Congress made clear in its enactment of section 503(b)(3)(D) of the Bankruptcy Code that, to the extent a creditor makes a substantial contribution in a chapter 9 or chapter 11 bankruptcy case, that creditor should be rewarded. Because the reward — reimbursement of fees and expenses as administrative expenses of the estate — is paid with funds that would otherwise be available to other creditors, oftentimes a request for a substantial contribution claim is met with resistance. While substantial contribution claim litigation typically focuses on whether the creditor seeking reimbursement actually provided a contribution to the estate, a recent decision by the Sixth Circuit shows us that the debate surrounding section 503(b)(3)(D) does not stop there. Rather, in In re Connolly North America, LLC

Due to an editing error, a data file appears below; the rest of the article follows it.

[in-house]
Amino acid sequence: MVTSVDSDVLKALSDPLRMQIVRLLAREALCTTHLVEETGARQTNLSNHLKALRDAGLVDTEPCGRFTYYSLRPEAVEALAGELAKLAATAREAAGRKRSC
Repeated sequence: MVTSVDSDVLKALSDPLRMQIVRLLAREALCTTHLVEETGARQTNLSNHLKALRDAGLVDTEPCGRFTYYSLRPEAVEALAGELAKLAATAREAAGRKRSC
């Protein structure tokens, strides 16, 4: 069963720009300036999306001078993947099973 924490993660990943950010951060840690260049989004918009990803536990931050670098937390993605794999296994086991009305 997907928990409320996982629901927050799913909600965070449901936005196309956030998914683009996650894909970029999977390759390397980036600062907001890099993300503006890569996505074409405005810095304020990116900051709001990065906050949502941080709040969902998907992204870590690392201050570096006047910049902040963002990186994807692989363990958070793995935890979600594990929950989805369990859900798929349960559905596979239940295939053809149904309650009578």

, the court was asked to determine whether a creditor could assert a substantial contribution claim in a chapter 7 proceeding, notwithstanding that the statute explicitly mentions the availability of these types of claims only in chapter 9 or chapter 11 cases. Much to the relief of the petitioning creditors in Connolly
, the Sixth Circuit answered yes (albeit in a 2-1 decision, demonstrating that the issue is a close call).